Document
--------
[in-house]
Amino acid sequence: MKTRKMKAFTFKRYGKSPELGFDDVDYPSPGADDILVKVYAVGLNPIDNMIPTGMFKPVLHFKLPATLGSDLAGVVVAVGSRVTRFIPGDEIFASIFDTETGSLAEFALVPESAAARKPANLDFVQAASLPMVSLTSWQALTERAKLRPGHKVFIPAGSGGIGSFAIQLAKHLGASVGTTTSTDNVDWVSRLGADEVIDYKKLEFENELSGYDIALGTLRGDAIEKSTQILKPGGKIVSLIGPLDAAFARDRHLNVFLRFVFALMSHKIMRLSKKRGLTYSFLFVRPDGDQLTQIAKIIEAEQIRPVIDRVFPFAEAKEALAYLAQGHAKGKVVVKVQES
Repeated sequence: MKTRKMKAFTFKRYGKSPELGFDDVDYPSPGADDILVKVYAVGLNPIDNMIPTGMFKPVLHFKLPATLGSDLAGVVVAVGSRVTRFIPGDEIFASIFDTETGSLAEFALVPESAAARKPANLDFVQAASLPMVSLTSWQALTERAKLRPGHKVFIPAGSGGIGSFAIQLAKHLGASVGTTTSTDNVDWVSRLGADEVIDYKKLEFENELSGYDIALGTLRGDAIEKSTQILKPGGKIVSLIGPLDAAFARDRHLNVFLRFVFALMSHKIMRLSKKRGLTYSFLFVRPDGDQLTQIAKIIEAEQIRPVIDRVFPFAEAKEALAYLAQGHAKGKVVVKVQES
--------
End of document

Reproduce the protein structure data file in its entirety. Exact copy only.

[in-house]
Amino acid sequence: MKTRKMKAFTFKRYGKSPELGFDDVDYPSPGADDILVKVYAVGLNPIDNMIPTGMFKPVLHFKLPATLGSDLAGVVVAVGSRVTRFIPGDEIFASIFDTETGSLAEFALVPESAAARKPANLDFVQAASLPMVSLTSWQALTERAKLRPGHKVFIPAGSGGIGSFAIQLAKHLGASVGTTTSTDNVDWVSRLGADEVIDYKKLEFENELSGYDIALGTLRGDAIEKSTQILKPGGKIVSLIGPLDAAFARDRHLNVFLRFVFALMSHKIMRLSKKRGLTYSFLFVRPDGDQLTQIAKIIEAEQIRPVIDRVFPFAEAKEALAYLAQGHAKGKVVVKVQES
Repeated sequence: MKTRKMKAFTFKRYGKSPELGFDDVDYPSPGADDILVKVYAVGLNPIDNMIPTGMFKPVLHFKLPATLGSDLAGVVVAVGSRVTRFIPGDEIFASIFDTETGSLAEFALVPESAAARKPANLDFVQAASLPMVSLTSWQALTERAKLRPGHKVFIPAGSGGIGSFAIQLAKHLGASVGTTTSTDNVDWVSRLGADEVIDYKKLEFENELSGYDIALGTLRGDAIEKSTQILKPGGKIVSLIGPLDAAFARDRHLNVFLRFVFALMSHKIMRLSKKRGLTYSFLFVRPDGDQLTQIAKIIEAEQIRPVIDRVFPFAEAKEALAYLAQGHAKGKVVVKVQES